Creating Buildings that Stand the Test of Time

Rogers, Lovelock & Fritz

Rogers, Lovelock & Fritz, Inc. (RLF) is the oldest architectural, engineering, and interior design firm in the State of Florida that is still operational. Founded in 1935 in Winter Park, Florida by acclaimed architect James Gamble Rogers II, the firm is responsible for many of Central Florida’s historic homes.
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James Gamble Rogers II, whose father was also a well-known architect, was heavily influenced by Spanish and Mediterranean Revival building styles. Fascinated by the elegance of the Old World, a signature of Gamble Rogers II was intentionally aging his homes, with sagging rooflines or imperfect archways.

Commissions were solely residential until the beginning of WWII. In the 1940s, joining with partners Irwin Fritz and Ralph Lovelock, Gamble Rogers II continued to take the business to new heights. In 1960, the firm added engineering services to its repertoire. In 1967, Gamble Rogers II changed the name of what was once a sole proprietorship built on a dream to its current name, in honor of his partners. “At this time, the firm established its strong presence in Central Florida with educational campuses, courthouses, churches, apartment buildings, and retail stores,” Senior Vice President Scott Fote tells us. In fact, Gamble Rogers II designed the beautiful Florida Supreme Court building in Tallahassee and many buildings for Rollins College in Winter Park.

In an interview with Construction in Focus magazine, Senior VP Fote reveals why he believes the firm has been able to stand the test of time and flourish for 83 years. “Here’s an analogy,” Fote remarks. “You know how there might be a really great restaurant that you like to go to, and though it’s always busy, it’s one of your favorites so you keep going there. Then, they expand. They get bigger and bigger. The food quality decreases. Maybe the service isn’t as good anymore. Eventually, people stop coming.” Though the Gamble Rogers name has been highly influential in Florida architecture, the firm has never overextended itself. “We have always fostered continuous improvement here at RLF; however, we did not want to change our company values—how we treat our clients and our people. The company is very family-oriented, and that has been passed down over generations,” says Fote.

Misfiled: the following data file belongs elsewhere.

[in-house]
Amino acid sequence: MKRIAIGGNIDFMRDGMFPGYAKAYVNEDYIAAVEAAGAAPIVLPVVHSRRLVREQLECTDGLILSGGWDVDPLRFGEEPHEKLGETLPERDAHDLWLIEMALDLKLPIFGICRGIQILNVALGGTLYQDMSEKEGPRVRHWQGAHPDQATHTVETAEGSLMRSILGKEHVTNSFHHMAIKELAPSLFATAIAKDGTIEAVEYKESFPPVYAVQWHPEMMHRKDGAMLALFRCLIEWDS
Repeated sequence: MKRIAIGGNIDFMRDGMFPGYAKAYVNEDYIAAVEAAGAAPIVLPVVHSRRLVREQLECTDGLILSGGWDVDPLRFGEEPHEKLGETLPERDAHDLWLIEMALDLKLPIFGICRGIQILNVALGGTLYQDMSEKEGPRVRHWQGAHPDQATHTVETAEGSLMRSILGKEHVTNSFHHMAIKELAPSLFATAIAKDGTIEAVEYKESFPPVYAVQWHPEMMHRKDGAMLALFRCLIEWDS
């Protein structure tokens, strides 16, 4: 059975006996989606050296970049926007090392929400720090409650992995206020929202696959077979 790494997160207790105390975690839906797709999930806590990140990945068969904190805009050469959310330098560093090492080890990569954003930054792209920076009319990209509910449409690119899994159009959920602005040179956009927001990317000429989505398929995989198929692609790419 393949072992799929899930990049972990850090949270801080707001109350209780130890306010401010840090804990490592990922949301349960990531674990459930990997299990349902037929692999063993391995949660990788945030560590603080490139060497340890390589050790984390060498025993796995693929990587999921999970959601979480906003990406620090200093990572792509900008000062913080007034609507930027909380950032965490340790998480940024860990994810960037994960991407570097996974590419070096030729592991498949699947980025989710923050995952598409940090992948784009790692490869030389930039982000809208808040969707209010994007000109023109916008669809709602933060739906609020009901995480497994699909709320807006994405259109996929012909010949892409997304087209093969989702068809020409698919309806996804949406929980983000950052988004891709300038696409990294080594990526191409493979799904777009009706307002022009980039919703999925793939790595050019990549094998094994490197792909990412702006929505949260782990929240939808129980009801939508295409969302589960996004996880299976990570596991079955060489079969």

RLF certainly has a unique company culture, but what has truly distinguished the business from competitors are the client relationships it has built over the years. Most of RLF’s revenue comes from repeat business. “What sets us apart is that we attract great clients,” states Fote. RLF not only has happy customers, but happy employees. One of the reasons RLF retains so many talented and distinguished professionals is the firm’s ability to offer creative work. Like a feedback loop, by continuously putting passion into the architectural, engineering, and interior design industry, RLF has in turn attracted unique and meaningful projects that leave a lasting positive impact on the community.

RLF’s mission is to create high-performance environments that inspire and nurture the human spirit in its core markets of healthcare, higher education, religious facilities, and defense. “Our professionals design buildings that provide healing environments. We design facilities that educate our children and our future leaders. We design religious environments that provide a place of worship. We design buildings that provide a sense of home and security for the men and women who serve our great country. We design places that perform,” Fote explains.

Opened in September of 2017, the Weed Army Community Hospital is a case study of the RLF mission. Located in the remote Mojave Desert of California, the 216,000 square foot facility has earned LEED Platinum status, and is the military’s first net-zero, carbon-neutral hospital. The hospital—like other net-zero facilities or homes—produces as much as, if not more, clean energy than it consumes. Designed by an RLF and AECOM joint venture and managed by the U.S. Army Corps of Engineers, the high-tech healthcare facility has a 2.4MW photovoltaic array, that along with other redundant utility systems, can keep the hospital fully operational for up to two weeks even if all traditional utility services are offline.

RLF is a champion of preservation, not only of the environment, but of history and art. When “Casa Feliz,” one of Gamble Rogers II’s original masterpieces, was going to be demolished by a private buyer, RLF rallied to raise community awareness and save the beloved mansion. With a combination of a state grant and donations from the community, the house was moved to its current location and is now a historic home museum listed on the U.S. National Register of Historic Places. The beautiful residence has many details typical of the Gamble Rogers II style, including a circular staircase and arched doorways.